The remainder of the paper is in three parts. The first part provides an analytical framework that stresses the rise and significance of commercial interests operating across borders, irrespective of whether the source
is public or private in nature. Thus we are less concerned with whether a government or a business is responsible for economic flows across borders than with the fact that those flows are taking place. It also provides a brief statistical background, placing Asia's economic weight in global and regional context. Although we look at East Asia more broadly in the paper, we focus on the relative weight of dominant regional players, namely CJK which also go on to form the bulk of the analysis in this paper. The second part turns to the empirical evidence, focusing on substantial changes at both the international and domestic levels over the past twenty years that deserve close attention. At the international level, in breaking with their own tradition of being reluctant litigants, CJK along with other East Asian states have started to "shake" the existing power structure by actively using the existing legal rules to advance and defend their own interests in a policy shift to "aggressive legalism." This ongoing policy shift is one of the core elements for fortifying the "rule-based" WTO system, as well as strengthening the trend toward regional interaction on the basis of rules.  But these same states have also moved well beyond the WTO-centered system in the 2000s more visibly, as they have actually started to "make" new norms by proposing new rules at the multilateral level and creating a web of legal agreements at the inter-regional and intra-regional level that aim to reflect their own interests. These instruments span trade, investment, and finance, and are a harbinger of the continued legalization of Asian economic relations. The third part concludes, focusing on the implications of the analytical and empirical evidence for the future of the rule of law in the multilateral and regional system more broadly.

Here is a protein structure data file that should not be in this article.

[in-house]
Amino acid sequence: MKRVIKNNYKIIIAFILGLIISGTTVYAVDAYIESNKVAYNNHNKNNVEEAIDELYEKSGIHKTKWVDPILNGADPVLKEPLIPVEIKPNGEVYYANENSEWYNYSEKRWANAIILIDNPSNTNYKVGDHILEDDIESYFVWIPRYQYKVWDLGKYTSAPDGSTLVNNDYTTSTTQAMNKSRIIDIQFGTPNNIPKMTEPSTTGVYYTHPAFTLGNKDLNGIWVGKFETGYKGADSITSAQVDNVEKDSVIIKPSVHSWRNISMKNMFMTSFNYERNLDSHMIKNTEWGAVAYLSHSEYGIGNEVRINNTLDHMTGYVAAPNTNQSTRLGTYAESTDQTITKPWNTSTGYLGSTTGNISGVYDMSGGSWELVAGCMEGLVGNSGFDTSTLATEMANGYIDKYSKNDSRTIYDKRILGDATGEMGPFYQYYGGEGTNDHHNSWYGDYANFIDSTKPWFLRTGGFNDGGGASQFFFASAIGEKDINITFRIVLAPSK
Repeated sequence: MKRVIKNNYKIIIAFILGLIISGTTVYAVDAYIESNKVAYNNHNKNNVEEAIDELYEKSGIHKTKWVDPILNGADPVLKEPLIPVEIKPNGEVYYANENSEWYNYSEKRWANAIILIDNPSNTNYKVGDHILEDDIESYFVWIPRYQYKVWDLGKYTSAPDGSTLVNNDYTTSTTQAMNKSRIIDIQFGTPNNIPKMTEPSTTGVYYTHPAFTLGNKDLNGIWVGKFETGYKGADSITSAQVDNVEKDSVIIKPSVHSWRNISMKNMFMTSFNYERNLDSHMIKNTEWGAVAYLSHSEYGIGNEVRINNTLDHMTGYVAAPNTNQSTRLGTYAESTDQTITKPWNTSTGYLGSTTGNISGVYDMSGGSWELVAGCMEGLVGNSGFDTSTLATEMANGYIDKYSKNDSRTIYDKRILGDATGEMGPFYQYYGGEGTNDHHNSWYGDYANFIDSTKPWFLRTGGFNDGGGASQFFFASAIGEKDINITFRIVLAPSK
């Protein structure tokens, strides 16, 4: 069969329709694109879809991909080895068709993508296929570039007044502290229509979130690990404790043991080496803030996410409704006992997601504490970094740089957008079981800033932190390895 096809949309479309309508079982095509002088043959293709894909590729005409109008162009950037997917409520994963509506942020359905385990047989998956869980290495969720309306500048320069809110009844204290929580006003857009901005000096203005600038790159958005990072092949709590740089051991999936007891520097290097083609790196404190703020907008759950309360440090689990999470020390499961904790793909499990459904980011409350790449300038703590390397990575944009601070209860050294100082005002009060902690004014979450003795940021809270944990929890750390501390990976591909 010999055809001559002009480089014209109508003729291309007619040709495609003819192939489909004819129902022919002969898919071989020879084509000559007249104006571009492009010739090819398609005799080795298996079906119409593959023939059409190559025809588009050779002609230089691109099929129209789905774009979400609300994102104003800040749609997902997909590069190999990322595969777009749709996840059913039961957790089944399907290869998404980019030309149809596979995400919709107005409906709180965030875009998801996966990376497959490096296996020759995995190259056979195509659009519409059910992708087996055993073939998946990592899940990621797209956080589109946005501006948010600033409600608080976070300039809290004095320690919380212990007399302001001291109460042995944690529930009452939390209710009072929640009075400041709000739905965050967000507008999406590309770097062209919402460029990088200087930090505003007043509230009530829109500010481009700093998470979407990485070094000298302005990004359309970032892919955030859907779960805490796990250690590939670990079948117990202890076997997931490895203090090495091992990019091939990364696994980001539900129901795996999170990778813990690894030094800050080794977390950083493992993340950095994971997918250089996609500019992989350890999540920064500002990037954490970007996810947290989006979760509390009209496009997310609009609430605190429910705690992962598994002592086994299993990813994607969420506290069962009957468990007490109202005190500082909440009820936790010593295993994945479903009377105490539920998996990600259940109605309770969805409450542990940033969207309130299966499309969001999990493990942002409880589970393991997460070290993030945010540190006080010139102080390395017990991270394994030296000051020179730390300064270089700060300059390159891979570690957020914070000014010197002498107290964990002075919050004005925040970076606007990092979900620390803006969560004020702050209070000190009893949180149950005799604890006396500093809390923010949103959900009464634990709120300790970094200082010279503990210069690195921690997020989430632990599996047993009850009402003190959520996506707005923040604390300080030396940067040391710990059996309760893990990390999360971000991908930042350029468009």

IELPO 2010

I will be teaching at the IELPO program in Barcelona again on March 18 and 19. While the program is only two years old, it has quickly built up its reputation as one of the best programs on trade law and policy world wide. More details about the program can be found here. Interested students shall act quickly as the application deadline is March 31st. 

Tuesday, 2 March 2010

Teaching trade law in ASEAN

At the invitation of the ASEAN Secretariat and the South East Asia Trade Policy Training Network (SEATRANET), I taught a 3-day workshop on trade policy to government officials and other stakeholders from the ASEAN member countries. More info about the workshop can be found here.

Friday, 5 February 2010

Another case by China in the WTO


2010-02-04 16:49 文章来源:商务部新闻办公室
文章类型:原创 内容分类:新闻




Wednesday, 27 January 2010